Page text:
Day five’s morning session of the SBC Digital Summit concluded with the ‘Gambling in Society‘ panel, which focused on the ways gambling can ‘re-appraise its position’ to regain the trust of consumers, regulators, media and wider society.
The ongoing global crisis has emphasised the need for gambling companies to re-establish their community bonds, as corporate conduct and social responsibility are placed at the forefront of businesses’ recovery from the impacts of COVID-19.
Opening proceedings, Carolyn Harris – MP for Swansea and Chair of the All-Party Parliamentary Groups Gambling Harm – set the record straight against industry backlash.
“I recognise that I’m the ‘cuckoo in the nest’ for this panel,” Harris said. “I believe that my campaign neutralised the devastating consequences of FOBTs reducing stakes to £2. I’m on a mission, but I’m not anti-gambling… I’m no abolitionist, I just want to end the predatory aspects of the industry and its severe impacts on society’s vulnerable.”
Panel host Alexander Tomic, CEO of pan-European operator Alea, interjected Harris by asking the Labour MP to list her ‘predatory concerns’ related to online gambling and their societal impact.
Harris stated that she has a ‘long list’, but her three main social concerns are related to VIP programmes (including bonus incentives), lack of forced interventions by operators and affordability checks.
Leading the APPG on problem gambling, Harris cited concerns that industry leadership is disconnected from actual problem gambling incidents and experiences taking place within their domains.
“There are many ways to tell if someone can afford to gamble,” she added. “When they are begging an operator for bonuses when they spend a huge amount of money over the weekend when they continually change cards – this is not just a case of affordability checks.”
Tom Galanis, Managing Director of Tag Media, agreed with many of Harris’ industry observations, detailing that negative impacts would be negated by transparency in how standards are developed and who they favour.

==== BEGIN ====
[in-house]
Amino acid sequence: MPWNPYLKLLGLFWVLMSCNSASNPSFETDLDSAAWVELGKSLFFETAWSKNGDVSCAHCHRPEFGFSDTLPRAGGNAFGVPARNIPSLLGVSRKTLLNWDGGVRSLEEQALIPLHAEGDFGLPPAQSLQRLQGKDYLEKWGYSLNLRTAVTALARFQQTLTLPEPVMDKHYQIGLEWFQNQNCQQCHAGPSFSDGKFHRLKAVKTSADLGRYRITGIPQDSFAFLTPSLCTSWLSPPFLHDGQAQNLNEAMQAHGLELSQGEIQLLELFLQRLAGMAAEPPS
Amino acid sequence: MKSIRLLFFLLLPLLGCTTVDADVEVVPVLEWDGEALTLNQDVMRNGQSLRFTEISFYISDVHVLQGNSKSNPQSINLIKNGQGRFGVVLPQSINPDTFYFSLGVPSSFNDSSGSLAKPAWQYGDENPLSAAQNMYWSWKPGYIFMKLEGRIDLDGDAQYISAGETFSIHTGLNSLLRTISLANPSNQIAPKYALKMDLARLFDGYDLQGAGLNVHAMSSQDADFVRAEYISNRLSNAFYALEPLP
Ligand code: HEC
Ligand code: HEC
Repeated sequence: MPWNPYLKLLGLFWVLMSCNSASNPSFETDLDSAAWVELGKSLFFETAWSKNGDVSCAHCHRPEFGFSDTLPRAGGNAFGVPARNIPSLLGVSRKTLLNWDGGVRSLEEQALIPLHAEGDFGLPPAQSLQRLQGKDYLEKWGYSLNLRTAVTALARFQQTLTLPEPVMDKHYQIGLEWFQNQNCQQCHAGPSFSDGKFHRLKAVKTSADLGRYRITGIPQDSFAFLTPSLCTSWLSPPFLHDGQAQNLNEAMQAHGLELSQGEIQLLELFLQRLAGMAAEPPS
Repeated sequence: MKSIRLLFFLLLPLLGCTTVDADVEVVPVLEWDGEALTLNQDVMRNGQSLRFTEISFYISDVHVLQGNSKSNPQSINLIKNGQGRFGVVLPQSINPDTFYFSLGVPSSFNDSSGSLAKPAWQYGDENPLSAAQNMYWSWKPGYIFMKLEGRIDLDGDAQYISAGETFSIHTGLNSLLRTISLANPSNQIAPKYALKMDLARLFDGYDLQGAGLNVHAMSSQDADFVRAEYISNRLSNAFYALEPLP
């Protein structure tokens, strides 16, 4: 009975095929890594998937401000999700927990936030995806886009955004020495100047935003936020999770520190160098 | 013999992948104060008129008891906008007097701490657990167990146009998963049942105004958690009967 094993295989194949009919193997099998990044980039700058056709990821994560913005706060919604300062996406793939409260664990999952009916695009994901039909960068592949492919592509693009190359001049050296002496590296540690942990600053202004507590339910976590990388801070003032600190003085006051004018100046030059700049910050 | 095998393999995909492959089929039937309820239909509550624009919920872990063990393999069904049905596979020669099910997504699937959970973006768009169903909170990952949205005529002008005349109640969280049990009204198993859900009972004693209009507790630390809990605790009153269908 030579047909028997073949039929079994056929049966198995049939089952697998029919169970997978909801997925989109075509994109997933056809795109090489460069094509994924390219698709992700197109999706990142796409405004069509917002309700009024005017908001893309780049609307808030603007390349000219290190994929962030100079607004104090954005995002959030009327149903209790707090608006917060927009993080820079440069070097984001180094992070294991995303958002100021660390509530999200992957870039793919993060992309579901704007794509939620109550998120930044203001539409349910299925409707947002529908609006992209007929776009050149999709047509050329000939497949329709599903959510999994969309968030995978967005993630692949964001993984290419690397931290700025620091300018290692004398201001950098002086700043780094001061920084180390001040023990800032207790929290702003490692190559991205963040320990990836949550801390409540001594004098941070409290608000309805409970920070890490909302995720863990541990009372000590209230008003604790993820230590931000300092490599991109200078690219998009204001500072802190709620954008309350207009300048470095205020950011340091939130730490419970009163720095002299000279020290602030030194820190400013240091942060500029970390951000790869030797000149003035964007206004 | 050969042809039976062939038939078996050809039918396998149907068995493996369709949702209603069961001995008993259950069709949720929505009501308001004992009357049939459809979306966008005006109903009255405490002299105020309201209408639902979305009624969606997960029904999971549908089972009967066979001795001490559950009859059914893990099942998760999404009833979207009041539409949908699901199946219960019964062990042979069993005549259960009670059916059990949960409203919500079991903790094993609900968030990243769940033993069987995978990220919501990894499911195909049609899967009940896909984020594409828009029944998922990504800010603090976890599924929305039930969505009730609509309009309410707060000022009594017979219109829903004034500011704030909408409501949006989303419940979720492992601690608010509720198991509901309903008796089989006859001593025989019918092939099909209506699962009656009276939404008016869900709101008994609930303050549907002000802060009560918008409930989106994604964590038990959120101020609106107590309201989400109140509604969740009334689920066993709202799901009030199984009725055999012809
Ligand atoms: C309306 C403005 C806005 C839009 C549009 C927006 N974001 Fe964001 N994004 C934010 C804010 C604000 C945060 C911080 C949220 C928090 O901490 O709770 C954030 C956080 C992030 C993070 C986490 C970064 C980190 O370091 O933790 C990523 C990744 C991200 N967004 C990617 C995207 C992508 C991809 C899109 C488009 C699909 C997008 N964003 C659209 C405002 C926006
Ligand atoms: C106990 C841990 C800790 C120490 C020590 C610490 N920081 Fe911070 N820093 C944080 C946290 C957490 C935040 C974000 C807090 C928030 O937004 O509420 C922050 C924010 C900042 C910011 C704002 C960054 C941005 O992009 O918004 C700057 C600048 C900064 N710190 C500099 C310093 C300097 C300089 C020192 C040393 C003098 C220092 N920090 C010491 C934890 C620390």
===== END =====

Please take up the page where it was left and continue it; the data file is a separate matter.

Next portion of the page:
Galanis stated that industry leadership and trade associations such as the BGC have ‘seceded ground-based’ to negative headlines.
He said: “UK legislation must be conceived on objectively researched data and evidence. We cannot structure our industry on an operating framework based on emotions.”
Harris shared Galanis’ concerns on the newly-formed BGC, stating that while their agenda looks to tackle industry concerns, their behaviour mirrors previous betting associations.
“I have always found betting companies far more agreeable and willing to work with me, when I go directly to them, rather than through a trade association,” Harris said.
“It happened with the ABB, over FOBTs, which put a wall up between me and the individual companies, and it is happening again with the BGC.
“Maybe it’s not the companies that have the problem, but the people representing them. They throw stones and are very antagonistic.”
Moving discussions away from UK dynamics, Ivan Fellitti, COO of Gaming Malta, recounted the igaming sector’s first steps in Malta, in which incumbents formed their enterprise hubs for expanding global operations.
Fellitti noted how ‘industry talent’ has been able to tackle new corporate complexities and paradigm shifts within the boundaries of a small jurisdiction, which in turn has allowed Malta to attract new business sectors.
He said: “We need to look at gaming as a broader sector. As you know, Malta has a strong igaming community, but as industry’s converge we are moving into video games development and esports.”
Pointing towards an unknown recovery post-covid, Fellitti urged igaming leadership to “move narrative beyond the values of profit towards the values of sustainability, in which igaming definitely has a role to play for Malta”.
Meanwhile, Erik Bergman founder of Great.com, believes that changes in corporate values and leadership thinking will act as the fundamentals to winning back consumer trust.
Bergman pointed to his own personal journey as a young co-founder of Catena Media, an experience which helped him establish Great.com – an organisation that seeks to bring full transparency to how gambling operates and gives back to the community.
He said: “I did not think about these dynamics at the time. However, the more public about our problems, the more people have responded positively.”
Bergman stated that leadership cannot disconnect from problem gambling and consumer concerns: “For my experience, leadership is too far away from the problem.
“In this sense, gambling resembles the coronavirus. When it started leaders thought it would just be another flu! It is now knocking on the door, and they have no answers on how to solve the problem.”